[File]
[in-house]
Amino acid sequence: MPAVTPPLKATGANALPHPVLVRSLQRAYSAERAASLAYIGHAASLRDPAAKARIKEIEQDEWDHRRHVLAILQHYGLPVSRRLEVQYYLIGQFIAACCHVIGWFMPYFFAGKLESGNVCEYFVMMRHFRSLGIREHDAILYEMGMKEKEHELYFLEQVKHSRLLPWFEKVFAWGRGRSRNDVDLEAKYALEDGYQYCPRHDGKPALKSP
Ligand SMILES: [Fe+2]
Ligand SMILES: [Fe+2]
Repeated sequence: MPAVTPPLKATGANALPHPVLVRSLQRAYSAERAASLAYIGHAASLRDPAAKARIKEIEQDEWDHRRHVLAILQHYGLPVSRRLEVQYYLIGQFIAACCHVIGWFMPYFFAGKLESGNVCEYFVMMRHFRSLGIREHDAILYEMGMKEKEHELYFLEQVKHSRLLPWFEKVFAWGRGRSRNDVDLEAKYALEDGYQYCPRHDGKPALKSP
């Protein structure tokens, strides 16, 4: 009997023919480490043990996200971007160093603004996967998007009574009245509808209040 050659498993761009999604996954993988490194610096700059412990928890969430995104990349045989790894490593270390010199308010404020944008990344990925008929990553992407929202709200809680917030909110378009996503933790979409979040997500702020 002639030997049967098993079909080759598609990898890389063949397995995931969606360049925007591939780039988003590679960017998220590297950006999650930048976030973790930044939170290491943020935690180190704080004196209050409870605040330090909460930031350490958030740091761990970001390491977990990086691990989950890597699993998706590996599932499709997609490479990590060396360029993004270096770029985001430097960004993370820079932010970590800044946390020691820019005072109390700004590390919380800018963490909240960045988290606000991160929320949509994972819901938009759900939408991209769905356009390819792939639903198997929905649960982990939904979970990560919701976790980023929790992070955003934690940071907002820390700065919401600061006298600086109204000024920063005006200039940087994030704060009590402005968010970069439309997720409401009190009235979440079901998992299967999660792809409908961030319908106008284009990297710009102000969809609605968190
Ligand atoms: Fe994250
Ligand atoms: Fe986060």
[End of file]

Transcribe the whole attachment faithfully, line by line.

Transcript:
[in-house]
Amino acid sequence: MPAVTPPLKATGANALPHPVLVRSLQRAYSAERAASLAYIGHAASLRDPAAKARIKEIEQDEWDHRRHVLAILQHYGLPVSRRLEVQYYLIGQFIAACCHVIGWFMPYFFAGKLESGNVCEYFVMMRHFRSLGIREHDAILYEMGMKEKEHELYFLEQVKHSRLLPWFEKVFAWGRGRSRNDVDLEAKYALEDGYQYCPRHDGKPALKSP
Ligand SMILES: [Fe+2]
Ligand SMILES: [Fe+2]
Repeated sequence: MPAVTPPLKATGANALPHPVLVRSLQRAYSAERAASLAYIGHAASLRDPAAKARIKEIEQDEWDHRRHVLAILQHYGLPVSRRLEVQYYLIGQFIAACCHVIGWFMPYFFAGKLESGNVCEYFVMMRHFRSLGIREHDAILYEMGMKEKEHELYFLEQVKHSRLLPWFEKVFAWGRGRSRNDVDLEAKYALEDGYQYCPRHDGKPALKSP
């Protein structure tokens, strides 16, 4: 009997023919480490043990996200971007160093603004996967998007009574009245509808209040 050659498993761009999604996954993988490194610096700059412990928890969430995104990349045989790894490593270390010199308010404020944008990344990925008929990553992407929202709200809680917030909110378009996503933790979409979040997500702020 002639030997049967098993079909080759598609990898890389063949397995995931969606360049925007591939780039988003590679960017998220590297950006999650930048976030973790930044939170290491943020935690180190704080004196209050409870605040330090909460930031350490958030740091761990970001390491977990990086691990989950890597699993998706590996599932499709997609490479990590060396360029993004270096770029985001430097960004993370820079932010970590800044946390020691820019005072109390700004590390919380800018963490909240960045988290606000991160929320949509994972819901938009759900939408991209769905356009390819792939639903198997929905649960982990939904979970990560919701976790980023929790992070955003934690940071907002820390700065919401600061006298600086109204000024920063005006200039940087994030704060009590402005968010970069439309997720409401009190009235979440079901998992299967999660792809409908961030319908106008284009990297710009102000969809609605968190
Ligand atoms: Fe994250
Ligand atoms: Fe986060």